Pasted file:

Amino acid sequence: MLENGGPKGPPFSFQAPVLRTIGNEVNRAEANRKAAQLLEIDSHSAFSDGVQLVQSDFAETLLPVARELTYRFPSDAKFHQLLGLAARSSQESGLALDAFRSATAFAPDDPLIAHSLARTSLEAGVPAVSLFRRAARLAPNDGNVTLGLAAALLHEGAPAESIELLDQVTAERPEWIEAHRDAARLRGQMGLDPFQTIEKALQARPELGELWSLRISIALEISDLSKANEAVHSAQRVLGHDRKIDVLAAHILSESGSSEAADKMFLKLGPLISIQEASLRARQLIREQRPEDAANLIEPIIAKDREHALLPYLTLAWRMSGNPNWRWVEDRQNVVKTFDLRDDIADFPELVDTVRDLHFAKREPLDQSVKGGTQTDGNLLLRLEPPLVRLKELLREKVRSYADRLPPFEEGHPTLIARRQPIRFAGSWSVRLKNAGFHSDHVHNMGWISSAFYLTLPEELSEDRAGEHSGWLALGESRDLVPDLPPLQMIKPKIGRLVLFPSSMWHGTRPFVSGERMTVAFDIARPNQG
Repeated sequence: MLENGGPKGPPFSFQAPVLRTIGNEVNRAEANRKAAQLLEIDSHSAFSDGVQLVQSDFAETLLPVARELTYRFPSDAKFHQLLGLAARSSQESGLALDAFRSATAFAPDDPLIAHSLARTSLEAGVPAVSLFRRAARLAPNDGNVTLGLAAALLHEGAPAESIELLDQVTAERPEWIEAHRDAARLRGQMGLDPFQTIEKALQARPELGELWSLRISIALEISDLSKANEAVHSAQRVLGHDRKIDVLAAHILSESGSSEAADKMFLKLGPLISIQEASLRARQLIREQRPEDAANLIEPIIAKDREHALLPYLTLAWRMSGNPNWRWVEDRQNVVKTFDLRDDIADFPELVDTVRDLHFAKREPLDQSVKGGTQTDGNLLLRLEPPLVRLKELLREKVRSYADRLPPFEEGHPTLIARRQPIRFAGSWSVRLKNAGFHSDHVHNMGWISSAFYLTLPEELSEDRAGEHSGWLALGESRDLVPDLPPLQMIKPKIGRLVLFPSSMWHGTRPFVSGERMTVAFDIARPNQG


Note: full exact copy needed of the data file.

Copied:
Amino acid sequence: MLENGGPKGPPFSFQAPVLRTIGNEVNRAEANRKAAQLLEIDSHSAFSDGVQLVQSDFAETLLPVARELTYRFPSDAKFHQLLGLAARSSQESGLALDAFRSATAFAPDDPLIAHSLARTSLEAGVPAVSLFRRAARLAPNDGNVTLGLAAALLHEGAPAESIELLDQVTAERPEWIEAHRDAARLRGQMGLDPFQTIEKALQARPELGELWSLRISIALEISDLSKANEAVHSAQRVLGHDRKIDVLAAHILSESGSSEAADKMFLKLGPLISIQEASLRARQLIREQRPEDAANLIEPIIAKDREHALLPYLTLAWRMSGNPNWRWVEDRQNVVKTFDLRDDIADFPELVDTVRDLHFAKREPLDQSVKGGTQTDGNLLLRLEPPLVRLKELLREKVRSYADRLPPFEEGHPTLIARRQPIRFAGSWSVRLKNAGFHSDHVHNMGWISSAFYLTLPEELSEDRAGEHSGWLALGESRDLVPDLPPLQMIKPKIGRLVLFPSSMWHGTRPFVSGERMTVAFDIARPNQG
Repeated sequence: MLENGGPKGPPFSFQAPVLRTIGNEVNRAEANRKAAQLLEIDSHSAFSDGVQLVQSDFAETLLPVARELTYRFPSDAKFHQLLGLAARSSQESGLALDAFRSATAFAPDDPLIAHSLARTSLEAGVPAVSLFRRAARLAPNDGNVTLGLAAALLHEGAPAESIELLDQVTAERPEWIEAHRDAARLRGQMGLDPFQTIEKALQARPELGELWSLRISIALEISDLSKANEAVHSAQRVLGHDRKIDVLAAHILSESGSSEAADKMFLKLGPLISIQEASLRARQLIREQRPEDAANLIEPIIAKDREHALLPYLTLAWRMSGNPNWRWVEDRQNVVKTFDLRDDIADFPELVDTVRDLHFAKREPLDQSVKGGTQTDGNLLLRLEPPLVRLKELLREKVRSYADRLPPFEEGHPTLIARRQPIRFAGSWSVRLKNAGFHSDHVHNMGWISSAFYLTLPEELSEDRAGEHSGWLALGESRDLVPDLPPLQMIKPKIGRLVLFPSSMWHGTRPFVSGERMTVAFDIARPNQG